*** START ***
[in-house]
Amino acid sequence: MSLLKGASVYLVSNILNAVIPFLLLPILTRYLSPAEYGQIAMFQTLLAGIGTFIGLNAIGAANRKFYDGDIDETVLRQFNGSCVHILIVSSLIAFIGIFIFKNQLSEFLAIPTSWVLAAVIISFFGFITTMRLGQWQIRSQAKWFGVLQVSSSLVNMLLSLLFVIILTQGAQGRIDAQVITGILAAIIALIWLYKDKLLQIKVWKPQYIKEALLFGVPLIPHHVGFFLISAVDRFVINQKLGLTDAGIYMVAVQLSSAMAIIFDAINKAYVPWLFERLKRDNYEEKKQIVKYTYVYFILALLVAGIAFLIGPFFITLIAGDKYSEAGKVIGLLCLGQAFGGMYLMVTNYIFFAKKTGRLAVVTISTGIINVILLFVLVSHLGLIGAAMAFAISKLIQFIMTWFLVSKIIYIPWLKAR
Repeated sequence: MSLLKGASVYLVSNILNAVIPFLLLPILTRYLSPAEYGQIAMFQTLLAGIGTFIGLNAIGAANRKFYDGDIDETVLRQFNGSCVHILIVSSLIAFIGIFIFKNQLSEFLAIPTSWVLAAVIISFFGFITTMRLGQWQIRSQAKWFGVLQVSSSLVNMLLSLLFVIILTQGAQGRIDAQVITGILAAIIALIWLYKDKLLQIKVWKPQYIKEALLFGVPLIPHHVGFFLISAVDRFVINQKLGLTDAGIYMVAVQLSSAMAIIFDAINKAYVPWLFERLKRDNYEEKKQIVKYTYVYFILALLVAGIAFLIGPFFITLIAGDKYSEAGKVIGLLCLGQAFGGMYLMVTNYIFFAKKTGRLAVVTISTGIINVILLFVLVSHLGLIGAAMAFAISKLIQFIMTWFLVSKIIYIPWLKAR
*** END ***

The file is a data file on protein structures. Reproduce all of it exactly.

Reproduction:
[in-house]
Amino acid sequence: MSLLKGASVYLVSNILNAVIPFLLLPILTRYLSPAEYGQIAMFQTLLAGIGTFIGLNAIGAANRKFYDGDIDETVLRQFNGSCVHILIVSSLIAFIGIFIFKNQLSEFLAIPTSWVLAAVIISFFGFITTMRLGQWQIRSQAKWFGVLQVSSSLVNMLLSLLFVIILTQGAQGRIDAQVITGILAAIIALIWLYKDKLLQIKVWKPQYIKEALLFGVPLIPHHVGFFLISAVDRFVINQKLGLTDAGIYMVAVQLSSAMAIIFDAINKAYVPWLFERLKRDNYEEKKQIVKYTYVYFILALLVAGIAFLIGPFFITLIAGDKYSEAGKVIGLLCLGQAFGGMYLMVTNYIFFAKKTGRLAVVTISTGIINVILLFVLVSHLGLIGAAMAFAISKLIQFIMTWFLVSKIIYIPWLKAR
Repeated sequence: MSLLKGASVYLVSNILNAVIPFLLLPILTRYLSPAEYGQIAMFQTLLAGIGTFIGLNAIGAANRKFYDGDIDETVLRQFNGSCVHILIVSSLIAFIGIFIFKNQLSEFLAIPTSWVLAAVIISFFGFITTMRLGQWQIRSQAKWFGVLQVSSSLVNMLLSLLFVIILTQGAQGRIDAQVITGILAAIIALIWLYKDKLLQIKVWKPQYIKEALLFGVPLIPHHVGFFLISAVDRFVINQKLGLTDAGIYMVAVQLSSAMAIIFDAINKAYVPWLFERLKRDNYEEKKQIVKYTYVYFILALLVAGIAFLIGPFFITLIAGDKYSEAGKVIGLLCLGQAFGGMYLMVTNYIFFAKKTGRLAVVTISTGIINVILLFVLVSHLGLIGAAMAFAISKLIQFIMTWFLVSKIIYIPWLKAR